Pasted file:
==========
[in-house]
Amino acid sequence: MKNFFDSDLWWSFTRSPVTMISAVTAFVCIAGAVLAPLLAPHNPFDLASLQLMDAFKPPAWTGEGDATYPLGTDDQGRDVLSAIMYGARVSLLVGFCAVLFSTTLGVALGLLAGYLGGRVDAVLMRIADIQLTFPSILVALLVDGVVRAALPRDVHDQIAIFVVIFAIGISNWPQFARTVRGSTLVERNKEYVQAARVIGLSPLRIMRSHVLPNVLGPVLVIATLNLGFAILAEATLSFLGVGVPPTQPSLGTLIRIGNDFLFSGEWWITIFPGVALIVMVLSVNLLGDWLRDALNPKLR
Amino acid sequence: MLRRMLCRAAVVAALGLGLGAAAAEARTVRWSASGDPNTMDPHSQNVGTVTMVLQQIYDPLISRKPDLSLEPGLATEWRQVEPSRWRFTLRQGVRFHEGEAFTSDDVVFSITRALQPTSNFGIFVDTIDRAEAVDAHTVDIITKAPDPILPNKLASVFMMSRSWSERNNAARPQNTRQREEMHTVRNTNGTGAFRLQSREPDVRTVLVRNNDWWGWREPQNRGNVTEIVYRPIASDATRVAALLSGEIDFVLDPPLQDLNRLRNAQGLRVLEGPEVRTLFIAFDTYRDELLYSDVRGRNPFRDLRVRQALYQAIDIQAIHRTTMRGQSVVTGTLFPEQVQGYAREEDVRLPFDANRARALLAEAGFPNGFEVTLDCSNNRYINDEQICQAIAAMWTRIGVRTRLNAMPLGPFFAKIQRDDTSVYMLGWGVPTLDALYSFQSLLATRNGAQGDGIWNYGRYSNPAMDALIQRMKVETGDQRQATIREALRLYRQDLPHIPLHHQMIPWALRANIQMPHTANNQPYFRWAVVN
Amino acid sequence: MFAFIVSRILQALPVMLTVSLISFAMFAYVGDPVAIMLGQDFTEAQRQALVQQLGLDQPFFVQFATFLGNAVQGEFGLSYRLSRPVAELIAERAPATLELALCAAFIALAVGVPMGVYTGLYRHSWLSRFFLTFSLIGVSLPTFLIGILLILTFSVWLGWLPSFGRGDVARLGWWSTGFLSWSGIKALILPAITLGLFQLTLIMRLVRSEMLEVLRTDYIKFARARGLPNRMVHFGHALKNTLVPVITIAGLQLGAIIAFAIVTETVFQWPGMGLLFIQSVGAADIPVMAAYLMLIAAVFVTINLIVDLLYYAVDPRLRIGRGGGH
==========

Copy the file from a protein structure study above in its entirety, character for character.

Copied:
[in-house]
Amino acid sequence: MKNFFDSDLWWSFTRSPVTMISAVTAFVCIAGAVLAPLLAPHNPFDLASLQLMDAFKPPAWTGEGDATYPLGTDDQGRDVLSAIMYGARVSLLVGFCAVLFSTTLGVALGLLAGYLGGRVDAVLMRIADIQLTFPSILVALLVDGVVRAALPRDVHDQIAIFVVIFAIGISNWPQFARTVRGSTLVERNKEYVQAARVIGLSPLRIMRSHVLPNVLGPVLVIATLNLGFAILAEATLSFLGVGVPPTQPSLGTLIRIGNDFLFSGEWWITIFPGVALIVMVLSVNLLGDWLRDALNPKLR
Amino acid sequence: MLRRMLCRAAVVAALGLGLGAAAAEARTVRWSASGDPNTMDPHSQNVGTVTMVLQQIYDPLISRKPDLSLEPGLATEWRQVEPSRWRFTLRQGVRFHEGEAFTSDDVVFSITRALQPTSNFGIFVDTIDRAEAVDAHTVDIITKAPDPILPNKLASVFMMSRSWSERNNAARPQNTRQREEMHTVRNTNGTGAFRLQSREPDVRTVLVRNNDWWGWREPQNRGNVTEIVYRPIASDATRVAALLSGEIDFVLDPPLQDLNRLRNAQGLRVLEGPEVRTLFIAFDTYRDELLYSDVRGRNPFRDLRVRQALYQAIDIQAIHRTTMRGQSVVTGTLFPEQVQGYAREEDVRLPFDANRARALLAEAGFPNGFEVTLDCSNNRYINDEQICQAIAAMWTRIGVRTRLNAMPLGPFFAKIQRDDTSVYMLGWGVPTLDALYSFQSLLATRNGAQGDGIWNYGRYSNPAMDALIQRMKVETGDQRQATIREALRLYRQDLPHIPLHHQMIPWALRANIQMPHTANNQPYFRWAVVN
Amino acid sequence: MFAFIVSRILQALPVMLTVSLISFAMFAYVGDPVAIMLGQDFTEAQRQALVQQLGLDQPFFVQFATFLGNAVQGEFGLSYRLSRPVAELIAERAPATLELALCAAFIALAVGVPMGVYTGLYRHSWLSRFFLTFSLIGVSLPTFLIGILLILTFSVWLGWLPSFGRGDVARLGWWSTGFLSWSGIKALILPAITLGLFQLTLIMRLVRSEMLEVLRTDYIKFARARGLPNRMVHFGHALKNTLVPVITIAGLQLGAIIAFAIVTETVFQWPGMGLLFIQSVGAADIPVMAAYLMLIAAVFVTINLIVDLLYYAVDPRLRIGRGGGH